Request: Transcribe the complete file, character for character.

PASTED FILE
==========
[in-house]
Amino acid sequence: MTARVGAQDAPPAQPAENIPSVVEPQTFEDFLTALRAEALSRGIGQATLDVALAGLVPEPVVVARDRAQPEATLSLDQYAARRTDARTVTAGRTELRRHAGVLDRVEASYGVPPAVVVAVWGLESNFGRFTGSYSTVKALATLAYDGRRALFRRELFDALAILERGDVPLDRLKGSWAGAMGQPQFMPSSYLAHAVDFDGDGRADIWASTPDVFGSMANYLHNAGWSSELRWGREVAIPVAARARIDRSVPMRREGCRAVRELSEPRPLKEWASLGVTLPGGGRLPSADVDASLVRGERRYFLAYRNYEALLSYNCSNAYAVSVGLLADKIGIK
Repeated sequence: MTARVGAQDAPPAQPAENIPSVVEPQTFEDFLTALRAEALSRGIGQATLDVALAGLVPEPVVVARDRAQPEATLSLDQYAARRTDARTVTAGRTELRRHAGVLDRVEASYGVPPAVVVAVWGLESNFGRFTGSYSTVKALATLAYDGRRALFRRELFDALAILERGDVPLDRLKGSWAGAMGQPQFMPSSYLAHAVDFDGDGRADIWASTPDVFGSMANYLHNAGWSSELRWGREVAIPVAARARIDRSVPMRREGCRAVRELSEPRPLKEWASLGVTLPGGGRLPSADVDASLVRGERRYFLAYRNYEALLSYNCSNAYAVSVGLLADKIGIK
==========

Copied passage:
[in-house]
Amino acid sequence: MTARVGAQDAPPAQPAENIPSVVEPQTFEDFLTALRAEALSRGIGQATLDVALAGLVPEPVVVARDRAQPEATLSLDQYAARRTDARTVTAGRTELRRHAGVLDRVEASYGVPPAVVVAVWGLESNFGRFTGSYSTVKALATLAYDGRRALFRRELFDALAILERGDVPLDRLKGSWAGAMGQPQFMPSSYLAHAVDFDGDGRADIWASTPDVFGSMANYLHNAGWSSELRWGREVAIPVAARARIDRSVPMRREGCRAVRELSEPRPLKEWASLGVTLPGGGRLPSADVDASLVRGERRYFLAYRNYEALLSYNCSNAYAVSVGLLADKIGIK
Repeated sequence: MTARVGAQDAPPAQPAENIPSVVEPQTFEDFLTALRAEALSRGIGQATLDVALAGLVPEPVVVARDRAQPEATLSLDQYAARRTDARTVTAGRTELRRHAGVLDRVEASYGVPPAVVVAVWGLESNFGRFTGSYSTVKALATLAYDGRRALFRRELFDALAILERGDVPLDRLKGSWAGAMGQPQFMPSSYLAHAVDFDGDGRADIWASTPDVFGSMANYLHNAGWSSELRWGREVAIPVAARARIDRSVPMRREGCRAVRELSEPRPLKEWASLGVTLPGGGRLPSADVDASLVRGERRYFLAYRNYEALLSYNCSNAYAVSVGLLADKIGIK